Unlike inhabitants of non-English speaking countries, Brits are also less inclined to learn a new language. There is an inherent laziness around English speakers where we feel that we don’t have to learn other languages to get by, and we perversely expect others to learn ours. I don’t think this comes from a bad place, it’s just that we expect to be able to get by with English because it is a global language. But then we also expect people coming here to pick up our language, and we don’t compensate the way the locals do when we’re abroad.

So, how do we go about making things easier for gay men from another country? Here in Colombia, I go to these ‘cultural exchange’ evenings. I know that they sound super cringe, but they are actually really worthwhile. It’s hard to meet Colombians when you don’t speak fluent Spanish but these nights open up a safe space for English speakers, like me, to meet Colombians and practise Spanish. They often throw in a bit of salsa too! They hold evenings like this all over Colombia. Even if we had just one gay club or bar that threw an evening like this, it would make a huge difference. It would draw in British people who are open to learning a second language, and help people from another country coming to terms with living here grasp a bit of the lingo and maybe a number or two.

We also need to help improve access to services. If you don’t speak English here, you might be afraid to access them and you can also miss out on important sexual health information. Doctors of the World UK run clinics in London for immigrants with little or no English. They often report that people don’t go to the doctor until the problem is severe, because either they’re worried about the language barrier or they presume they have no right to health care. If I have questions about sexual health, I know there are a variety of charities I can call for information. I’m also aware of any number of GUM clinics where I can get tested and get advice – totally free.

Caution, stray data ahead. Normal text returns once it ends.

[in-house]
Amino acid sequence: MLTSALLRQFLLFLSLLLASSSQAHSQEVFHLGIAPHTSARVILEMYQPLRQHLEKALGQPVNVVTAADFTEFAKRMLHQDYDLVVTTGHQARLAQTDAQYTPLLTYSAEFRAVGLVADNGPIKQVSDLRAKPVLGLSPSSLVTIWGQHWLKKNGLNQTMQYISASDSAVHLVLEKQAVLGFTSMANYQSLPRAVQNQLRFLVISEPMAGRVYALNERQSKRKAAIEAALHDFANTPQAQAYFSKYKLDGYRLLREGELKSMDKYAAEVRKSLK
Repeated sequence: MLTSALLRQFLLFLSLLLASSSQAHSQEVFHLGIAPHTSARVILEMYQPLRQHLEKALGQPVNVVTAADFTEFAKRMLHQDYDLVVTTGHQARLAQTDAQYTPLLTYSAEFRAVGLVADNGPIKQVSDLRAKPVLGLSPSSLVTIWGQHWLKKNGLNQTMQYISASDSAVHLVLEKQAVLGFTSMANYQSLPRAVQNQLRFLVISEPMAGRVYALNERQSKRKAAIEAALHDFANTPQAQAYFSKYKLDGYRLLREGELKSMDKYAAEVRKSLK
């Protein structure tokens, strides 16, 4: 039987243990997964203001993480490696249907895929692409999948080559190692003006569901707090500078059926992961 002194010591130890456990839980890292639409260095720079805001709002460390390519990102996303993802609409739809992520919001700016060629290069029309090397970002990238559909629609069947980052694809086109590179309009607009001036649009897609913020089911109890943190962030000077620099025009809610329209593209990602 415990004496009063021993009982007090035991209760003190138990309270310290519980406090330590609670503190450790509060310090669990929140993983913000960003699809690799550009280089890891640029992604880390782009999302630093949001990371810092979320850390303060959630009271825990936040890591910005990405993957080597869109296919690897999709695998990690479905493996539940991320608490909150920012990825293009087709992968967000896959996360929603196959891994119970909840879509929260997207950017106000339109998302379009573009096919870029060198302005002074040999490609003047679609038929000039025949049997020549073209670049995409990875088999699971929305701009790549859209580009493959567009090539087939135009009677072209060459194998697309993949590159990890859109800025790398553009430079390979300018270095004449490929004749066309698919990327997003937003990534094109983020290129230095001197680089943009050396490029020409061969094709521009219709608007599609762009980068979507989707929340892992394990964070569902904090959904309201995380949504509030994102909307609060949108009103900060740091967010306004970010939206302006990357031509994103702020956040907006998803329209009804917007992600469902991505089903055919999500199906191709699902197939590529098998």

But, I have no idea how any of that works here in Colombia, and I probably won’t think about it unless I have to. So, how do we make sure that gay men from another country are not missing out on important sexual health information? It would require some adaptation but the most important change required is to make sexual health and service information available in other languages. This would be incredibly beneficial and the first step in increasing accessibility for those with little to or no English. If they can actually see what’s available to them, they might be more encouraged to seek out help if and when they need it.

Perhaps, I sound a bit naive or maybe as if I underestimate the problem, because this would require a huge culture change. But, the first step in tackling a problem is to acknowledge the issue and start a discussion. I hope this piece can be a catalyst in this conversation. Providing services and starting events and social groups in different languages will be a mammoth task, requiring huge amounts of time and money but even if we just have one foreign language bingo night at the Admiral Duncan, it would be a start. Probably not the start we’re all hoping for. And personally, I’m not a huge fan of the Admiral Duncan… But it would be a step in the right direction and eso es todo lo que se puede pedir.